Monday, August 20, 2012

Grading with a Rubric

In an earlier post (here) I talked about the 4 point rubric that we use.  Now that we have the rubric,  we need to make sure everyone understands how to grade with it!  What we discovered early on is that there were some misunderstanding to this process and some were still grading each question /4 and then finding an average of all of the scores.  This is not the way we want to be using the rubric.  In fact, one thing that should be pointed out is that at no point do you ever want to see a  #/4 on an assessment.  Mathematically this can be confusing, as students will convert to a percent and the rubric is not about a fraction/percent "grade" but a level of understanding.

In Robert Marzano's book Formative Assessment and Standards Based Grading he spends a whole chapter (3) talking about this scale and showing how to score with it.  He talks about organizing assessments into three sections - one for score 2.0 content, one for score 3.0 content and one for score 4.0 content.  (Page 46)   We now do this on all of our assessments.  The students are well aware of where each question fits on the level of understanding rubric.  Marzano then goes on to say that "to score this assessment, the teacher would look at the pattern of responses across the three sections.  If a student correctly answered all items on the test, she would receive a score of 4.0.  If she answered all items correctly in section A (level 2) and B (level 3) but not C (level 4), she would receive a score of 3.0.  If she answered all of the items correctly to section A but not B and C, she would receive a score of 2.0.  If she could answer no items correctly on her own but could answer some items correctly with help from the teacher, she would receive a score of 1.0."  (Page 46)  This is exactly how we grade with our rubrics.  The challenge lies with those students who have some questions correct in a level but not all.  This is where our half points come in to play.

This has been difficult for some students to understand.  They might have the same quantity of questions correct, but score different from a peer and wonder why.  It has taken a lot of teaching to have them understand that they need to read the rubric to see where their level of understanding is consistent.  I have given back assessments to my students that does not have a score on it.  I have corrected the assessments and recorded in my gradebook their score, but have not written it on their papers.  I ask them to go through their assessment, read the rubric and score their assessment.  I then take them back in to see what they think.  Most students are bang on.  The ones that aren't we then have a discussion.  Some have even convinced me that they deserve the score they gave.  These conversations show me that their level of understanding is maybe higher than I thought.  I would like to do more of this with my students this year.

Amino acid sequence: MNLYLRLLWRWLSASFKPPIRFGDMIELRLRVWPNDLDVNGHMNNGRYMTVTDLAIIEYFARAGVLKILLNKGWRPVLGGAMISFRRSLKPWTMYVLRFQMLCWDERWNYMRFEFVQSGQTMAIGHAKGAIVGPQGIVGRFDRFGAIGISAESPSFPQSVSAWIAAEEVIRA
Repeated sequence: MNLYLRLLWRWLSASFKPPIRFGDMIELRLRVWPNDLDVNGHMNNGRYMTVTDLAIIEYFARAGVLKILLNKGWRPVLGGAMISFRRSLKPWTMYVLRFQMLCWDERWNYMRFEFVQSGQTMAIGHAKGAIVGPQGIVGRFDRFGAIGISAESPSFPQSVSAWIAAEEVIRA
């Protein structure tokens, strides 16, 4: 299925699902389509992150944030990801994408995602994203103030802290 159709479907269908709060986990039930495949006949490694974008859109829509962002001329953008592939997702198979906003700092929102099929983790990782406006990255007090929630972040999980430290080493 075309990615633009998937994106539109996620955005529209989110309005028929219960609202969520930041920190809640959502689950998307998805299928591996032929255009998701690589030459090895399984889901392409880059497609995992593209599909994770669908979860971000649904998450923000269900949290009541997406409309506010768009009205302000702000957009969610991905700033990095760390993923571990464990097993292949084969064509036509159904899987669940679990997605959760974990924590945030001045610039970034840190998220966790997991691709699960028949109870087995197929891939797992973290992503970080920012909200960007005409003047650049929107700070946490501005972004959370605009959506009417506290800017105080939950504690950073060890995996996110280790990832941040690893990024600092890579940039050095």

A couple of my colleagues and I created a couple of short videos to help others understand how to grade with a rubric.  These were done a couple years ago and the look of our assessments have changed, and the rubric has changed but the idea of how to grade has remained the same.  The videos are here and here.

This year our math department will meet on a regular basis to do common grading.  I believe this is also important to make sure we are all interpreting the rubric consistently and to see if any need tweeking because we are too far apart in our interpretations.


  1. I love the second paragraph of this post where you explain how to split assessments for better grading and transparency for students. I read Marzano's book but did not take that away. I'll definitely start doing something like that now.

  2. You know, when we first read the book we did not take that away either. It was after a year and a half of implementation that we were re-reading some of the book and that stuck with us at that time! It does make things a lot simpler for everyone involved!